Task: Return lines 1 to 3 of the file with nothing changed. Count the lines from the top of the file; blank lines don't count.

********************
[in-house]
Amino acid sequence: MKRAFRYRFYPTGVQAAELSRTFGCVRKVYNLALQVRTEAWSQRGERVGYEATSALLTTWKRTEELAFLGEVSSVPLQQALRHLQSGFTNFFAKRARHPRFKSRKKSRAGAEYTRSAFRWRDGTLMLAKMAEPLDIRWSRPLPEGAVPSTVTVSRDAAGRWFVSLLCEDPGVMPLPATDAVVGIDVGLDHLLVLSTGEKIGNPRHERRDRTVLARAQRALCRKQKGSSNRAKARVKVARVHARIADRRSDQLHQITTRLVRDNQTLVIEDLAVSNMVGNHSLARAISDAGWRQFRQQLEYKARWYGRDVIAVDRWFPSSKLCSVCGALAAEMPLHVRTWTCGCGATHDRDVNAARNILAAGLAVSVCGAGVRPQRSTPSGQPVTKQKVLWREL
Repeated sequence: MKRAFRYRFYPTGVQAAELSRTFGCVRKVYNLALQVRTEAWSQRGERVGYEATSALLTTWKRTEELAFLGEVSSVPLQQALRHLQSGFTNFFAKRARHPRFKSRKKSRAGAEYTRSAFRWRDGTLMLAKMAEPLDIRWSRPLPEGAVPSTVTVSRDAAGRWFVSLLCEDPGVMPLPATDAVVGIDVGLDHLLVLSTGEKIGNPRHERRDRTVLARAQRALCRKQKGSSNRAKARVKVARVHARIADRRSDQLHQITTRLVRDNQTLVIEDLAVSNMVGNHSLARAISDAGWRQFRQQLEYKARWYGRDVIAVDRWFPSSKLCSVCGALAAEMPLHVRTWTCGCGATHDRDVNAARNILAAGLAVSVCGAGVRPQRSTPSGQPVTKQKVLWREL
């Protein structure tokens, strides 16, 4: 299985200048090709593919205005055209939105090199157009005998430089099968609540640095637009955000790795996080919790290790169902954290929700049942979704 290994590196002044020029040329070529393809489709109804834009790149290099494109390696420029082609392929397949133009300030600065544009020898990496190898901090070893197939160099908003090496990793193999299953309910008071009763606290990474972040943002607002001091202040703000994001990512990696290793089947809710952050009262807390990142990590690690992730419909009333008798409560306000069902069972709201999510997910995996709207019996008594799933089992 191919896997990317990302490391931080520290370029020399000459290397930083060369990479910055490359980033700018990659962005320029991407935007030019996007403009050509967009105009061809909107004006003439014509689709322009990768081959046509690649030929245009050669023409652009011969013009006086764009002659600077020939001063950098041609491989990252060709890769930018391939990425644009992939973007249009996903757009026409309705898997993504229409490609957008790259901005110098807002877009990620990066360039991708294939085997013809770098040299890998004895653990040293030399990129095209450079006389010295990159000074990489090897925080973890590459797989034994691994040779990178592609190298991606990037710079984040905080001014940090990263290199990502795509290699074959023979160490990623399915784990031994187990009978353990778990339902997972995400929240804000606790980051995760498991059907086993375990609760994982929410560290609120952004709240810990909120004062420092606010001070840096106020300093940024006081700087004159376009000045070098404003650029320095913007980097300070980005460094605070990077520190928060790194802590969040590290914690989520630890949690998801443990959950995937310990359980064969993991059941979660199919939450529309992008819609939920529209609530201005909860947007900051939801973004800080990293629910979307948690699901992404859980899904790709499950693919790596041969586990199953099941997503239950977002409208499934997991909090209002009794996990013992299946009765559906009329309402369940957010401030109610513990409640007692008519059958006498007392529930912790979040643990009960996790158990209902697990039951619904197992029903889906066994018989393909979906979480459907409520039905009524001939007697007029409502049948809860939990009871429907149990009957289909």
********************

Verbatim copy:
[in-house]
Amino acid sequence: MKRAFRYRFYPTGVQAAELSRTFGCVRKVYNLALQVRTEAWSQRGERVGYEATSALLTTWKRTEELAFLGEVSSVPLQQALRHLQSGFTNFFAKRARHPRFKSRKKSRAGAEYTRSAFRWRDGTLMLAKMAEPLDIRWSRPLPEGAVPSTVTVSRDAAGRWFVSLLCEDPGVMPLPATDAVVGIDVGLDHLLVLSTGEKIGNPRHERRDRTVLARAQRALCRKQKGSSNRAKARVKVARVHARIADRRSDQLHQITTRLVRDNQTLVIEDLAVSNMVGNHSLARAISDAGWRQFRQQLEYKARWYGRDVIAVDRWFPSSKLCSVCGALAAEMPLHVRTWTCGCGATHDRDVNAARNILAAGLAVSVCGAGVRPQRSTPSGQPVTKQKVLWREL
Repeated sequence: MKRAFRYRFYPTGVQAAELSRTFGCVRKVYNLALQVRTEAWSQRGERVGYEATSALLTTWKRTEELAFLGEVSSVPLQQALRHLQSGFTNFFAKRARHPRFKSRKKSRAGAEYTRSAFRWRDGTLMLAKMAEPLDIRWSRPLPEGAVPSTVTVSRDAAGRWFVSLLCEDPGVMPLPATDAVVGIDVGLDHLLVLSTGEKIGNPRHERRDRTVLARAQRALCRKQKGSSNRAKARVKVARVHARIADRRSDQLHQITTRLVRDNQTLVIEDLAVSNMVGNHSLARAISDAGWRQFRQQLEYKARWYGRDVIAVDRWFPSSKLCSVCGALAAEMPLHVRTWTCGCGATHDRDVNAARNILAAGLAVSVCGAGVRPQRSTPSGQPVTKQKVLWREL